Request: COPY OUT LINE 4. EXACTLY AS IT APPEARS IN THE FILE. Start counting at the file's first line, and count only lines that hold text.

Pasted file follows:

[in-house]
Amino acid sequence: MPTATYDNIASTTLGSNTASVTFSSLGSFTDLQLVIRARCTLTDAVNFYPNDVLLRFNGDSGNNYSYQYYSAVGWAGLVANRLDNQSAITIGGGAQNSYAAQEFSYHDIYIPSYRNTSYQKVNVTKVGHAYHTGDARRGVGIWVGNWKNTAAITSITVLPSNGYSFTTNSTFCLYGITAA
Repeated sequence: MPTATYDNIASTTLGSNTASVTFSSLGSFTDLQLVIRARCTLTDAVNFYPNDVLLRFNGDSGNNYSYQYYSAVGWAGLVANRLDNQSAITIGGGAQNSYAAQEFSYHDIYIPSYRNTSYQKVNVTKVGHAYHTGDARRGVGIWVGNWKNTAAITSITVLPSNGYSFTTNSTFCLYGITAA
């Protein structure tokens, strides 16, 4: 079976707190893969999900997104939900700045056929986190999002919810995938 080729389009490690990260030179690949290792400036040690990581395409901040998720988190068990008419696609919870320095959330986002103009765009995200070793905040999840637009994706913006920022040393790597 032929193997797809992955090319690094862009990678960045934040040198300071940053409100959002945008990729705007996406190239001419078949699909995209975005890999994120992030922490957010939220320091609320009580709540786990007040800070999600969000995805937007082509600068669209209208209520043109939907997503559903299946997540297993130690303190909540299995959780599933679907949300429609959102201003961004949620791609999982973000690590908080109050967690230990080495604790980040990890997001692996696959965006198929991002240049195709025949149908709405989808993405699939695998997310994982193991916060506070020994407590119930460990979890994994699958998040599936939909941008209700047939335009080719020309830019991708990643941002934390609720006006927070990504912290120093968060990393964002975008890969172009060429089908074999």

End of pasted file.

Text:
């Protein structure tokens, strides 16, 4: 079976707190893969999900997104939900700045056929986190999002919810995938 080729389009490690990260030179690949290792400036040690990581395409901040998720988190068990008419696609919870320095959330986002103009765009995200070793905040999840637009994706913006920022040393790597 032929193997797809992955090319690094862009990678960045934040040198300071940053409100959002945008990729705007996406190239001419078949699909995209975005890999994120992030922490957010939220320091609320009580709540786990007040800070999600969000995805937007082509600068669209209208209520043109939907997503559903299946997540297993130690303190909540299995959780599933679907949300429609959102201003961004949620791609999982973000690590908080109050967690230990080495604790980040990890997001692996696959965006198929991002240049195709025949149908709405989808993405699939695998997310994982193991916060506070020994407590119930460990979890994994699958998040599936939909941008209700047939335009080719020309830019991708990643941002934390609720006006927070990504912290120093968060990393964002975008890969172009060429089908074999």